Basil

CT200h - should we get one?

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We live in a city centre and do generally low mileage in our car, which we run alongside our family van.  We cycle / walk to work, but use the car where the van is too cumbersome around town - usually with the kids at weekends - on short journeys, with an occasional parental visit (100-mile) or long (500-mile!) business trip thrown in.  Probably 3-4k miles a year.

Currently, our runabout is a 12-year-old but nicely spec'd Audi A3 2.0T.  This is a solid car offering easy performance, but I'd like to replace it with a 0-3 year old hybrid of a similar quality and compact size.  (We can't have an EV or plug-in hybrid, as we don't have off-street parking for charging).  There really isn't much out there that fits the bill apart from a Prius, which is 20cm longer than a CT200h and therefore getting a bit too big for parking on our street.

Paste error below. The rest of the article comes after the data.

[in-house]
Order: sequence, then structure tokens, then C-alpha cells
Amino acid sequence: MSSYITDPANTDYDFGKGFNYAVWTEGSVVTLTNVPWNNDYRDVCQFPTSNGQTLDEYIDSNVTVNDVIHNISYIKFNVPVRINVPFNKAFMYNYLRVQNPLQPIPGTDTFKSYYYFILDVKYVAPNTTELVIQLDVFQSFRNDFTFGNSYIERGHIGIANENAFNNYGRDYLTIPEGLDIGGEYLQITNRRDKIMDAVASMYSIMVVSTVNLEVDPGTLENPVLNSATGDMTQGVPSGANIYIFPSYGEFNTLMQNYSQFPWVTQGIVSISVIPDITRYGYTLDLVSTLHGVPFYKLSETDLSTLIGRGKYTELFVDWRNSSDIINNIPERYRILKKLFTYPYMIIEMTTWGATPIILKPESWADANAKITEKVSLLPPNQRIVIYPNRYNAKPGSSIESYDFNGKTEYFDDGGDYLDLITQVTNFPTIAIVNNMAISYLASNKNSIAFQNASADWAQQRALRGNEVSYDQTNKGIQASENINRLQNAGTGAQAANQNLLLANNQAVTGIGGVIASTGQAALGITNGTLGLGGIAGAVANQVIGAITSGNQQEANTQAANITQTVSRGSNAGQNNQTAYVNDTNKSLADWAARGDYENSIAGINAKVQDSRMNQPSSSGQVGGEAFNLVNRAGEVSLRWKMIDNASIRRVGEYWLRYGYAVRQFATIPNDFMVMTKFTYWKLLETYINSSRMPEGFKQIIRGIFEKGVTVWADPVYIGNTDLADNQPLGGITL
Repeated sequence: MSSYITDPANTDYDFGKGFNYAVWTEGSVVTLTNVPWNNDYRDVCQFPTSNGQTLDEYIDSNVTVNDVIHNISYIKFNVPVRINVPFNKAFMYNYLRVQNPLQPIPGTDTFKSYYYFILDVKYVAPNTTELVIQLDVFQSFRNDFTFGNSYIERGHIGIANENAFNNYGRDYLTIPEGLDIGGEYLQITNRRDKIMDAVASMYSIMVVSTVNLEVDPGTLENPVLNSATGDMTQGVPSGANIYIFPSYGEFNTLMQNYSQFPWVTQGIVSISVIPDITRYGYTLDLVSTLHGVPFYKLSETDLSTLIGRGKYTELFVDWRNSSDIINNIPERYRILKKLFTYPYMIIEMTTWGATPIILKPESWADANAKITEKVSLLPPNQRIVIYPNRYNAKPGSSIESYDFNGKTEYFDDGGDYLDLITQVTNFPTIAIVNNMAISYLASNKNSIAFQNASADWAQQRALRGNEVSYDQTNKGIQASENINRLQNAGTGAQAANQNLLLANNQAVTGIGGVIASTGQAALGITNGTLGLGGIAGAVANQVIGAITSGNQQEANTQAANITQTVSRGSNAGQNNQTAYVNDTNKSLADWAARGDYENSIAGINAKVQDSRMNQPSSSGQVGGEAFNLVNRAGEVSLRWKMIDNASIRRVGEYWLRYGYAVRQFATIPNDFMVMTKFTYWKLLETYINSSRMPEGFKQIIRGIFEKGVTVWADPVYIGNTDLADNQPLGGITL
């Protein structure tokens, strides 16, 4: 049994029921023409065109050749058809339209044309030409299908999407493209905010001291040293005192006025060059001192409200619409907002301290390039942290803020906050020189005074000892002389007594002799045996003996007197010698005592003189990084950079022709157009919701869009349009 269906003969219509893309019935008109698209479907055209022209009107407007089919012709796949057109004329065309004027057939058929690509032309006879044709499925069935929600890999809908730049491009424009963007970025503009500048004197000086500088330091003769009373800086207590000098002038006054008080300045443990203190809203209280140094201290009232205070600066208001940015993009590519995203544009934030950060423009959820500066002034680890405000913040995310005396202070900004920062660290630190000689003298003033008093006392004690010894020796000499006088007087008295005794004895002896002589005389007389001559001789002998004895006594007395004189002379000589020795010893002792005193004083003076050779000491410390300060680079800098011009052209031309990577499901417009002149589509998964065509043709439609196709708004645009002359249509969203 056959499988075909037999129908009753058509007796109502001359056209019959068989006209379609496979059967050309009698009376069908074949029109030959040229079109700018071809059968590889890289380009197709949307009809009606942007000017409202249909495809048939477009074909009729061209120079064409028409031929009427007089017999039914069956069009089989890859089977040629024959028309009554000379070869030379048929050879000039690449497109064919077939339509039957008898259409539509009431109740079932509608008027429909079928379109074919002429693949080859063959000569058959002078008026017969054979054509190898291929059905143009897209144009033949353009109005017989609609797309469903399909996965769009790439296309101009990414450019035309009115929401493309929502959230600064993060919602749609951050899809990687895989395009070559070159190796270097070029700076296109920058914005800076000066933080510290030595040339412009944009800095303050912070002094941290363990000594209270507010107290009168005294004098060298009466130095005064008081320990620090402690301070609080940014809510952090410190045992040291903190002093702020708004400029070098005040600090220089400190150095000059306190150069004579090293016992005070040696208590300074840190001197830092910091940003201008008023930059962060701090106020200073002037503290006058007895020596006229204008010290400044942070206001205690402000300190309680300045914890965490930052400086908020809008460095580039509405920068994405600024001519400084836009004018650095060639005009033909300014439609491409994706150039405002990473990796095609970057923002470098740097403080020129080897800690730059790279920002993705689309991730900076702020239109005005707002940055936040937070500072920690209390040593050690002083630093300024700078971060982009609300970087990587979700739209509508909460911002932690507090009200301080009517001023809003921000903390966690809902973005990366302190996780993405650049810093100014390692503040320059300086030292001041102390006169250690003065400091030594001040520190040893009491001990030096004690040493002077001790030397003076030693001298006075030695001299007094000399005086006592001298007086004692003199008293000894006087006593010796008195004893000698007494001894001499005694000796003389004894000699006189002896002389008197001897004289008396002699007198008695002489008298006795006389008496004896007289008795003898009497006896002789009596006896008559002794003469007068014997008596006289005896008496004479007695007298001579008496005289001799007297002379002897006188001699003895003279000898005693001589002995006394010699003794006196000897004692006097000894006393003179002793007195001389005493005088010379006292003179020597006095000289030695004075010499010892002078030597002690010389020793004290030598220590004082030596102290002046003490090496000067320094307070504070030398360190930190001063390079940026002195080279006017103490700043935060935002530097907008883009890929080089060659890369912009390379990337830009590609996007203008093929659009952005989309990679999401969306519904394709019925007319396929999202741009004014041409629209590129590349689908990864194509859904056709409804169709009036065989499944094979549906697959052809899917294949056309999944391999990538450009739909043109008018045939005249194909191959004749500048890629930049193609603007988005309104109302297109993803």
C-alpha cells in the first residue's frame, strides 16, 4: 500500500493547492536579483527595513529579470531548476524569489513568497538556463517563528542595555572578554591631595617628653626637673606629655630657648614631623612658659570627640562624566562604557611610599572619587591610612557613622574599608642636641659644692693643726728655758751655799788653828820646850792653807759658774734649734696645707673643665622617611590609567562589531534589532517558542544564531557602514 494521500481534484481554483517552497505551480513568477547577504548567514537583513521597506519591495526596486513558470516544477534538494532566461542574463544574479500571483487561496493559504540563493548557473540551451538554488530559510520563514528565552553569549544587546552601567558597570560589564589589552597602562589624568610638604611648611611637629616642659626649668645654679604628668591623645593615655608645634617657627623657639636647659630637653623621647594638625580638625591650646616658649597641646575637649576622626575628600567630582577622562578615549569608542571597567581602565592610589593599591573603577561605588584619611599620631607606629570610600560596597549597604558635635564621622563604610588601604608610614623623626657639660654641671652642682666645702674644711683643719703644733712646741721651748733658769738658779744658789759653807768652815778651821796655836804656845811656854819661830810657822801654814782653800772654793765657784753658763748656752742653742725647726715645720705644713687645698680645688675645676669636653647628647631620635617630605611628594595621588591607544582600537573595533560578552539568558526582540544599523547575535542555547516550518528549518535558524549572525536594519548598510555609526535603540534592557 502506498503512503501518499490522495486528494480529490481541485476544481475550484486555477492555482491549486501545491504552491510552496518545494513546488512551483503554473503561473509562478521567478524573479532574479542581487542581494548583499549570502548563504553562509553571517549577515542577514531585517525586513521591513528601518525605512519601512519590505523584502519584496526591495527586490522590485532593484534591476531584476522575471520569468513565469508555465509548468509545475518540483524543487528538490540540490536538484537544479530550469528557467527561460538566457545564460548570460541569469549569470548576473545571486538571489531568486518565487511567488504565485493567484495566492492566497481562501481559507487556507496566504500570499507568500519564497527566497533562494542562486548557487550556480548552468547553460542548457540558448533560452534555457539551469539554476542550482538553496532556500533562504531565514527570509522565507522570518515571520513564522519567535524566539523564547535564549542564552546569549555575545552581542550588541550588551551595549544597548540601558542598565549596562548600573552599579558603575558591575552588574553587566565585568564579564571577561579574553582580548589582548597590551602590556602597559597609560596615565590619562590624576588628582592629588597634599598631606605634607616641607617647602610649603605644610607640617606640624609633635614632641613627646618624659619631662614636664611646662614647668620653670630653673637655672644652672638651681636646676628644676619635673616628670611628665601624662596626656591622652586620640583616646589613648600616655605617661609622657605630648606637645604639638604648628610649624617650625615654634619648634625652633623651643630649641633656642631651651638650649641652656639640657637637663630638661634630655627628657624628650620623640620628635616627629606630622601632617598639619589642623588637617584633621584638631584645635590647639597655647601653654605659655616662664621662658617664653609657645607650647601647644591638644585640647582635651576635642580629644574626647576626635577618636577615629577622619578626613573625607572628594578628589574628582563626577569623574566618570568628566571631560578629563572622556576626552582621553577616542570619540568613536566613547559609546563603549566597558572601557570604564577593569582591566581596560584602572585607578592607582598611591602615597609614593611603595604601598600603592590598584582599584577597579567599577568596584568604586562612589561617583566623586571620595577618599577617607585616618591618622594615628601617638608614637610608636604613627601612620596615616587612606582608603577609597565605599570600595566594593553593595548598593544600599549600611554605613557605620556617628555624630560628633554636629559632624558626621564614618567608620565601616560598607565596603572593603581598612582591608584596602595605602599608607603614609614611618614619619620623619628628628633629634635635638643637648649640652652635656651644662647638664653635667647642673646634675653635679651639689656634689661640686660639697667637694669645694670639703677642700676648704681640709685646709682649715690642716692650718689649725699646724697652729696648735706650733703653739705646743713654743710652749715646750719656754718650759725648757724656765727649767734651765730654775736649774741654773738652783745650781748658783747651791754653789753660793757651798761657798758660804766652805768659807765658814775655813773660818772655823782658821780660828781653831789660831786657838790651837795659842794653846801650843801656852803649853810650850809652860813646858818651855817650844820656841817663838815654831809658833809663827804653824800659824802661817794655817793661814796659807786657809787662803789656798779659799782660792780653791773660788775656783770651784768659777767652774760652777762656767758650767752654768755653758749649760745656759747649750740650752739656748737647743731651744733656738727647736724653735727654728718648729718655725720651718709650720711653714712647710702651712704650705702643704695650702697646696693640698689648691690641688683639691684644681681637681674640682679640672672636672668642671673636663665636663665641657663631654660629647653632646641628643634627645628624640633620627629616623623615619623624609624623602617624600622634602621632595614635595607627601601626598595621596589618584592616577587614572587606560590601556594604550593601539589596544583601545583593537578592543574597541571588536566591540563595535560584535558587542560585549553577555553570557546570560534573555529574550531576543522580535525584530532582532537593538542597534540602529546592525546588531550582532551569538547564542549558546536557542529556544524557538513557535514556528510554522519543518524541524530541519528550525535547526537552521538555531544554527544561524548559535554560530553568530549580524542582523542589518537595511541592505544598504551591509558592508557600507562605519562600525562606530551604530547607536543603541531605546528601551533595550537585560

The Prius gets better reviews, but it seems that the CT200h can be had for about £2k less if bought new.  At the moment I can get a base model with a pretty good spec for just over £21k via Carwow, with low rate finance - all via a main dealer.  That compares favourably with used models, making them almost not worth the small saving of a 1-2 year old.  

I just have some quick questions: 

- how much of a pain / learning curve is the footbrake?

- the reviews are really mixed for the CT200h; it would be great to hear some opinions from long-term owners 

- I used to have performance cars, but am over it now.  However, it would be good to hear that the CT200h is smooth around town on Battery power...

- would you bother getting a new car this late in the model cycle, or look elsewhere?

Thanks in advance. 🙂 

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Right I’m on my second CT200h after I liked the first so that should tell you something 😀

Footbrake - you get used to that after the first 10 minutes driving. Jumping from a manual to it means being careful not to put the “clutch” down the first time you pull up but your brain very quickly relearns!

Very smooth around town. Suspension a little firm if you live in an area with bad roads but the 2014 onwards cars have slightly softer suspension than earlier examples.